Microsoft was slow to recognize and respond to the things Google’s apps did well (they were good at collaboration and they didn’t cost anything) but it’s made big strides that culminated in the free-to-use Office for iOS apps we got earlier this month. These apps fall short of the capabilities of “real” Microsoft Office, but they offer plenty of the most essential features, and they preserve your documents’ formatting no matter where you’re opening them. Soon, Microsoft will be expanding those efforts by releasing a similar version of Office for Android tablets. We’ve got our hands on a preview version now—let’s take a look at how they stack up to the iPad versions and whether they’ll get the job done for workers who need more than Google’s apps offer.
Different platform, similar experience
Office is going multi-platform, but Microsoft is clearly focused on making all the different versions of it look and feel more or less the same. You can see it in the new OneNote and Outlook apps for OS X, the Office apps for the iPad and iPhone, and now in Office for Android tablets. Look back at Office 2010 for Windows and 2011 for Mac, and you’ll see two products that look and behave pretty differently. Compare any of the newer apps to Office 2013 for Windows, and you’ll see more similarities than differences.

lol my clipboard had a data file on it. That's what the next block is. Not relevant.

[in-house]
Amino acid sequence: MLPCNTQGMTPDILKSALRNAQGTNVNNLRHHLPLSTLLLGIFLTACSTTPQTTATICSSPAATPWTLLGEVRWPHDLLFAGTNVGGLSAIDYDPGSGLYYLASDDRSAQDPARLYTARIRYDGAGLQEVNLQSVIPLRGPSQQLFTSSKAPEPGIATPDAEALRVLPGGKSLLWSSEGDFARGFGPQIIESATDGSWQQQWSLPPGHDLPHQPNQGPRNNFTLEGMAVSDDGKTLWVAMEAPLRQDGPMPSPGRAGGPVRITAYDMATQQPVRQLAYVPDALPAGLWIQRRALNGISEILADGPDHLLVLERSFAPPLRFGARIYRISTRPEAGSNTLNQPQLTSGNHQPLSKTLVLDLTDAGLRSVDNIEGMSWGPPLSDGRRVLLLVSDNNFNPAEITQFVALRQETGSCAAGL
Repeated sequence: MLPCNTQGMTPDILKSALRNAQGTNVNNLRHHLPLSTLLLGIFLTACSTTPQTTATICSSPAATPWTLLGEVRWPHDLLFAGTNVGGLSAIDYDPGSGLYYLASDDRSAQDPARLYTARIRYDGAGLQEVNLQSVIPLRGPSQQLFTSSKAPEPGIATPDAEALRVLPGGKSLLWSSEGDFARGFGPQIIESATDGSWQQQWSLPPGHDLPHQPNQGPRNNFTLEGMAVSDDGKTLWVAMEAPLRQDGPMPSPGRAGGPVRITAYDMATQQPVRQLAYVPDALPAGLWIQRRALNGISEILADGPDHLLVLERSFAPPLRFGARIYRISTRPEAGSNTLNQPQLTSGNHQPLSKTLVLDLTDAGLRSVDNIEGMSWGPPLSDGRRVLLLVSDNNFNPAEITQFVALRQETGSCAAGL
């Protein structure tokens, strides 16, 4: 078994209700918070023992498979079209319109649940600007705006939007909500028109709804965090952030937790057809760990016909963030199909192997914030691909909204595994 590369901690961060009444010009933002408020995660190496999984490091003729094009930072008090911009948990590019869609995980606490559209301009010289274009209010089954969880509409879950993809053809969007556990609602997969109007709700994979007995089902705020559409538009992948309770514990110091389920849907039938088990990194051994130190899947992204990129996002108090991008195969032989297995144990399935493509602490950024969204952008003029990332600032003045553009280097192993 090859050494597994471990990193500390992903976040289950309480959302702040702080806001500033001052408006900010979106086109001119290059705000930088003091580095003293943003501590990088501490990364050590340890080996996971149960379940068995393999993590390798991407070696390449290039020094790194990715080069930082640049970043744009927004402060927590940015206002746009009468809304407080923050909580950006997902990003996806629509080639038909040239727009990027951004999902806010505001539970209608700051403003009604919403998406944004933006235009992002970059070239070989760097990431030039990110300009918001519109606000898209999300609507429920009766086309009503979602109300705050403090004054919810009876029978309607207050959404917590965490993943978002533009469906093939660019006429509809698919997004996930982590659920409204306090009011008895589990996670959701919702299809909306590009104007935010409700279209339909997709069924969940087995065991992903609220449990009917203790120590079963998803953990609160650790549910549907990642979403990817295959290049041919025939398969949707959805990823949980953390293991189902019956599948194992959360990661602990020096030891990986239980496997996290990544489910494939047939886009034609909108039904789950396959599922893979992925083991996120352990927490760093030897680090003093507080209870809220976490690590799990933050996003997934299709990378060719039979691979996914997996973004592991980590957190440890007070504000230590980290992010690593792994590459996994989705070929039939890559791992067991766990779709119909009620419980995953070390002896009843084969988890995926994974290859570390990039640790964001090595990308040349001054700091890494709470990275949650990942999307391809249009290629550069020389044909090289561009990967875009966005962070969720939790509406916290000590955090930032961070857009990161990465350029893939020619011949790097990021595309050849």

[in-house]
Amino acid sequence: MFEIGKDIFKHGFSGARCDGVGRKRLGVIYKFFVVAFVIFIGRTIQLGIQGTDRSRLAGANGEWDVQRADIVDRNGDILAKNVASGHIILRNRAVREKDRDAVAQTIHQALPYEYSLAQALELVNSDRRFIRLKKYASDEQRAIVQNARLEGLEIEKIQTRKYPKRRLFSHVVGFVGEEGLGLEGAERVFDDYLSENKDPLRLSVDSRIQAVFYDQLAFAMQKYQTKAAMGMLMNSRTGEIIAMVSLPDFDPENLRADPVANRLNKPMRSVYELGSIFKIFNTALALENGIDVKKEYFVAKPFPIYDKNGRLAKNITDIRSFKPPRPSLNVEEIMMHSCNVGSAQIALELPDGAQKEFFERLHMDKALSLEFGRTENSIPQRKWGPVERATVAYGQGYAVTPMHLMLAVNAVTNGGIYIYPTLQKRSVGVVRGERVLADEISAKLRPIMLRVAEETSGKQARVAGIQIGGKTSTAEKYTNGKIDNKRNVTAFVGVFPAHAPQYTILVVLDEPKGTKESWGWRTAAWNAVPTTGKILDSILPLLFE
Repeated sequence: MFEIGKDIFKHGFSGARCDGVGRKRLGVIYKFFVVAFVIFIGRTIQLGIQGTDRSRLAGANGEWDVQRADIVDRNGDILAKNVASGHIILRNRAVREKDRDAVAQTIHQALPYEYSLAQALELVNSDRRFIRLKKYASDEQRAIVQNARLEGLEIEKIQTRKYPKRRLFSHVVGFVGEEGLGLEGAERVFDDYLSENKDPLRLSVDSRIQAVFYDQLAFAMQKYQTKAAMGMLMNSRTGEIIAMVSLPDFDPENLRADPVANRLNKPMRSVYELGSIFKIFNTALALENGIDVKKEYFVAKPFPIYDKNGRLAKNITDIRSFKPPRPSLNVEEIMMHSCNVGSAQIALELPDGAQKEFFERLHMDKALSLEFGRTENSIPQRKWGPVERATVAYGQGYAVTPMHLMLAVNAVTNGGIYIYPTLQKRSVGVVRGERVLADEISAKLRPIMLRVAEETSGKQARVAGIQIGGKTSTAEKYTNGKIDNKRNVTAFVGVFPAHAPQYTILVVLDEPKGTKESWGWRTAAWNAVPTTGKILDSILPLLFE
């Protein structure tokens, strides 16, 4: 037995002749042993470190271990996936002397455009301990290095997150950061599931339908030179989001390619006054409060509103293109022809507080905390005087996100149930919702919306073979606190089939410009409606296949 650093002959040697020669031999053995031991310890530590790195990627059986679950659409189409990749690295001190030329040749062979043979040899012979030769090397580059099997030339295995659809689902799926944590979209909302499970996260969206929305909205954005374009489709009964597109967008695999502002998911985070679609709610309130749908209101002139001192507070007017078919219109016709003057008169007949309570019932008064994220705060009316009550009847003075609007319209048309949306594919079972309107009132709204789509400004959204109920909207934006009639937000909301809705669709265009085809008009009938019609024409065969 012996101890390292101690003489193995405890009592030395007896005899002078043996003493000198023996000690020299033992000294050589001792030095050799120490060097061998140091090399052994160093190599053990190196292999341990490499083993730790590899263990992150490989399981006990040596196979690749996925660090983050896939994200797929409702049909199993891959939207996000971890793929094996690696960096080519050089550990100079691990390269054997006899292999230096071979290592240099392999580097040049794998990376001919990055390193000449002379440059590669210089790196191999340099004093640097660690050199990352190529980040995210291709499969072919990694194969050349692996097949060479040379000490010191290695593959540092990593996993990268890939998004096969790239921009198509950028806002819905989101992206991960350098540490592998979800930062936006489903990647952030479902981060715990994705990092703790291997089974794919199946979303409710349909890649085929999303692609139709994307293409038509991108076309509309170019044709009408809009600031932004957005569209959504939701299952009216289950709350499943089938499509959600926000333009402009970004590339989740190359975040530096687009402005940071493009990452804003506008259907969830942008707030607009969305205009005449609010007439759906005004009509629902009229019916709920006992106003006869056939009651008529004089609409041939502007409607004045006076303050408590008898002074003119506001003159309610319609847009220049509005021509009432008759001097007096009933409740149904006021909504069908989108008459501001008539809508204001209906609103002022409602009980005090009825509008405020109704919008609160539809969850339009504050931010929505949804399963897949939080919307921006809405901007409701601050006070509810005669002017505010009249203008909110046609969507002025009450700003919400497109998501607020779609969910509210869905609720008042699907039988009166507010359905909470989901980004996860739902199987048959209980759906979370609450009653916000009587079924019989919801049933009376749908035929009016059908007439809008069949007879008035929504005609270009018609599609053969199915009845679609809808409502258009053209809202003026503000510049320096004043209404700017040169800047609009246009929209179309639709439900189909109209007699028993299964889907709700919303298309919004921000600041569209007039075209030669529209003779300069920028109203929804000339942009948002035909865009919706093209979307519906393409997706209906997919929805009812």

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Via:: Ars Technica
Twitter is now keeping track of which apps you have on your phone, and sending that data back to the mothership (birds nest?)
Here’s how to turn it off. Read More
Starting today, Twitter users on iOS and Android devices will be alerted to a change in the type of data the social network is collecting on them, and will be offered the option to opt-out by adjusting their settings. The data in question is a list of the apps you have installed on your mobile device – a collection of data Twitter is calling the “app graph.” The company… Read More
It’s no secret that Twitter has been looking for ways to put more targeted ads in your social feed, but its latest approach may make you uncomfortable if you jealously protect your privacy. The service has revealed that its app will start tracking wh…